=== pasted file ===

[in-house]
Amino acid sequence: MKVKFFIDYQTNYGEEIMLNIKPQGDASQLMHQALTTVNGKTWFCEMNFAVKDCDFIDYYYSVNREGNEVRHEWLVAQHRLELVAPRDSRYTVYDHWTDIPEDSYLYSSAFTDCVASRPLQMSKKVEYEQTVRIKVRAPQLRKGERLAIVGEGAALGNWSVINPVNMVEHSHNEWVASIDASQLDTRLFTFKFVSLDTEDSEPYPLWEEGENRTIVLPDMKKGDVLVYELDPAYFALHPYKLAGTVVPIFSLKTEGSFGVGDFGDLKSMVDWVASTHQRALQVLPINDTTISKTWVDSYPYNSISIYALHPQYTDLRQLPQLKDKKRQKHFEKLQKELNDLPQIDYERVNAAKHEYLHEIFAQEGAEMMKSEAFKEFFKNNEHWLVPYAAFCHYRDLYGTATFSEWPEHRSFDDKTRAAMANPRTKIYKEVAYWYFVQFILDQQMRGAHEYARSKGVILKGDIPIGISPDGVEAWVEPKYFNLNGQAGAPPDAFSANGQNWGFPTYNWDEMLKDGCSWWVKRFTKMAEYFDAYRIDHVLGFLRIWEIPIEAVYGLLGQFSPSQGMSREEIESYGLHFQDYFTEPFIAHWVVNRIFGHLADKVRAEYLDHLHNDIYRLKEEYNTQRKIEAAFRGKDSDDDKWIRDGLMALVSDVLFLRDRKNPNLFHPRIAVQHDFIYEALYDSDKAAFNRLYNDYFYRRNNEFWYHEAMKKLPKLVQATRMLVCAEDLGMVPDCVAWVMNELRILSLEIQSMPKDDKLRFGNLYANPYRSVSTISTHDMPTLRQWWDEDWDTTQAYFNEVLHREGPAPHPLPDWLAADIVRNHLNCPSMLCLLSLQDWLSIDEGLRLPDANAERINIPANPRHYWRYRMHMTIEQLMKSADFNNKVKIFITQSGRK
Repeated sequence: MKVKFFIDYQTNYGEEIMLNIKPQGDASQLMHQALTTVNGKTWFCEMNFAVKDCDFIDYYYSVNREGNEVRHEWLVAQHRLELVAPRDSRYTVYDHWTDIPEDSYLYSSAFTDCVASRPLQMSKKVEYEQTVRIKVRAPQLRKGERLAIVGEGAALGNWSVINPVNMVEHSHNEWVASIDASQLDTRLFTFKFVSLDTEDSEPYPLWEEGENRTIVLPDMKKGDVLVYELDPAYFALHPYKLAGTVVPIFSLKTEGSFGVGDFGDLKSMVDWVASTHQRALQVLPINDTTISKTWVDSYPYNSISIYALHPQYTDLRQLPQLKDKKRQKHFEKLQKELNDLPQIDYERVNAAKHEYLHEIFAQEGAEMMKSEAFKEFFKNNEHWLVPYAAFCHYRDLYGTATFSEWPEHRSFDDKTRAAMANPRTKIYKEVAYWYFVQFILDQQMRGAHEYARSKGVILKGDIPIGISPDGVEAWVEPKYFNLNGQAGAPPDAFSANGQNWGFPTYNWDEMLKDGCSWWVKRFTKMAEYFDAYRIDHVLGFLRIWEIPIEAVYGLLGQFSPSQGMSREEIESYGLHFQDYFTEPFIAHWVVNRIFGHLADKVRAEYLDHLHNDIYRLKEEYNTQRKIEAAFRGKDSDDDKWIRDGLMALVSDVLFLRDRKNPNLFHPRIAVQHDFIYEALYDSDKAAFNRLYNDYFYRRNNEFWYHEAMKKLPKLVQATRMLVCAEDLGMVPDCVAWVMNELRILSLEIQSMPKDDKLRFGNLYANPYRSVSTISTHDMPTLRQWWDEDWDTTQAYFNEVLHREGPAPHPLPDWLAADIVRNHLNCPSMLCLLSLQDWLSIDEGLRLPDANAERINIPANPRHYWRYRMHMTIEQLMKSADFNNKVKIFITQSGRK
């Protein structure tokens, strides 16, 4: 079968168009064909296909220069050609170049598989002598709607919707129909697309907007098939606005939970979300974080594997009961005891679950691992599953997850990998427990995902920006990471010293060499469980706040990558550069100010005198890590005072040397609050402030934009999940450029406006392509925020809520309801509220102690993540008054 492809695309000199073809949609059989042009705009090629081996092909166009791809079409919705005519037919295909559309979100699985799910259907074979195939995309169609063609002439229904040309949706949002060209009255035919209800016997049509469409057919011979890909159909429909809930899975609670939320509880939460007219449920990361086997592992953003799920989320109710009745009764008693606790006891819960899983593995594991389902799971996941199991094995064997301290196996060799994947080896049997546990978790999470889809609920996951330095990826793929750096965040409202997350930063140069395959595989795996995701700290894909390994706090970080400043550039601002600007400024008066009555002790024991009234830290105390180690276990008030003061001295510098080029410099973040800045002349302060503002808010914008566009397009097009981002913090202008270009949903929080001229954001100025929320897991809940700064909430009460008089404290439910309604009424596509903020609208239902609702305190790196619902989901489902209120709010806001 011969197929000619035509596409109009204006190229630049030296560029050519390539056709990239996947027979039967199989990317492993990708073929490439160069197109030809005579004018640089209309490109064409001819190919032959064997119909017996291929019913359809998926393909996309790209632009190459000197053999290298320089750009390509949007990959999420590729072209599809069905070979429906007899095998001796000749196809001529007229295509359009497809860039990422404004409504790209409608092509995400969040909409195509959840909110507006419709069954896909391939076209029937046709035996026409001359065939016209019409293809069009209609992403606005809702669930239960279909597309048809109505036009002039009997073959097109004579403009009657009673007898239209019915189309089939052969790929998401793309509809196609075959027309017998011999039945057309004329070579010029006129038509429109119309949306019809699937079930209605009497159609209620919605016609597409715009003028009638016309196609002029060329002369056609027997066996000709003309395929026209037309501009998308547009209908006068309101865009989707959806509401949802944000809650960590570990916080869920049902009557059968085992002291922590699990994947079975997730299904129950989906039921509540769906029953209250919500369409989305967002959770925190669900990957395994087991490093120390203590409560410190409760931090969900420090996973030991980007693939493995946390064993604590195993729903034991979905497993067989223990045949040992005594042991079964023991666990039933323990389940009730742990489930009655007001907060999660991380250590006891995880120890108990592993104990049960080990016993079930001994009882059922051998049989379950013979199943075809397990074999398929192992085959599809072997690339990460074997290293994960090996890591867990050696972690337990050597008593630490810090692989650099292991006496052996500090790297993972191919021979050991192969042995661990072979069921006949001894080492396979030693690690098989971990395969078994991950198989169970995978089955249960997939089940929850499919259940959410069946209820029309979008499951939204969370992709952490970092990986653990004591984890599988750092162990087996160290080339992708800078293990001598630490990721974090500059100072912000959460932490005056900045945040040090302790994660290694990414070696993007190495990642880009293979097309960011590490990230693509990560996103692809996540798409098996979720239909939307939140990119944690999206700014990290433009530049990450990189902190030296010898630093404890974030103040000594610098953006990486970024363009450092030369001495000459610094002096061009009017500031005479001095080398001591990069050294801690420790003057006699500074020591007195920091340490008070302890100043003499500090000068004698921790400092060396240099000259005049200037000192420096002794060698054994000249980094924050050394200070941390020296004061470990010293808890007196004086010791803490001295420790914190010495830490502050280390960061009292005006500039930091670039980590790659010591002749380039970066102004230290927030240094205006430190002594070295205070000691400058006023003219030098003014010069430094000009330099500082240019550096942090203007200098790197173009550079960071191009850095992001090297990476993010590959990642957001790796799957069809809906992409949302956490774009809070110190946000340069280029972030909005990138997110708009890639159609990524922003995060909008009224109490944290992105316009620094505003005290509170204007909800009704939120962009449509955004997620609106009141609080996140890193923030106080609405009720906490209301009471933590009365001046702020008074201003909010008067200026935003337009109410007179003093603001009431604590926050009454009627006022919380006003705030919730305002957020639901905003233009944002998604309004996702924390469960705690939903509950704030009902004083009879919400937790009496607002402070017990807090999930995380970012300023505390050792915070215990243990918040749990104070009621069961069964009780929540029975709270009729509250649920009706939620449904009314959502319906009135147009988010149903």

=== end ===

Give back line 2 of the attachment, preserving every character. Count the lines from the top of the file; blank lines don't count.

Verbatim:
Amino acid sequence: MKVKFFIDYQTNYGEEIMLNIKPQGDASQLMHQALTTVNGKTWFCEMNFAVKDCDFIDYYYSVNREGNEVRHEWLVAQHRLELVAPRDSRYTVYDHWTDIPEDSYLYSSAFTDCVASRPLQMSKKVEYEQTVRIKVRAPQLRKGERLAIVGEGAALGNWSVINPVNMVEHSHNEWVASIDASQLDTRLFTFKFVSLDTEDSEPYPLWEEGENRTIVLPDMKKGDVLVYELDPAYFALHPYKLAGTVVPIFSLKTEGSFGVGDFGDLKSMVDWVASTHQRALQVLPINDTTISKTWVDSYPYNSISIYALHPQYTDLRQLPQLKDKKRQKHFEKLQKELNDLPQIDYERVNAAKHEYLHEIFAQEGAEMMKSEAFKEFFKNNEHWLVPYAAFCHYRDLYGTATFSEWPEHRSFDDKTRAAMANPRTKIYKEVAYWYFVQFILDQQMRGAHEYARSKGVILKGDIPIGISPDGVEAWVEPKYFNLNGQAGAPPDAFSANGQNWGFPTYNWDEMLKDGCSWWVKRFTKMAEYFDAYRIDHVLGFLRIWEIPIEAVYGLLGQFSPSQGMSREEIESYGLHFQDYFTEPFIAHWVVNRIFGHLADKVRAEYLDHLHNDIYRLKEEYNTQRKIEAAFRGKDSDDDKWIRDGLMALVSDVLFLRDRKNPNLFHPRIAVQHDFIYEALYDSDKAAFNRLYNDYFYRRNNEFWYHEAMKKLPKLVQATRMLVCAEDLGMVPDCVAWVMNELRILSLEIQSMPKDDKLRFGNLYANPYRSVSTISTHDMPTLRQWWDEDWDTTQAYFNEVLHREGPAPHPLPDWLAADIVRNHLNCPSMLCLLSLQDWLSIDEGLRLPDANAERINIPANPRHYWRYRMHMTIEQLMKSADFNNKVKIFITQSGRK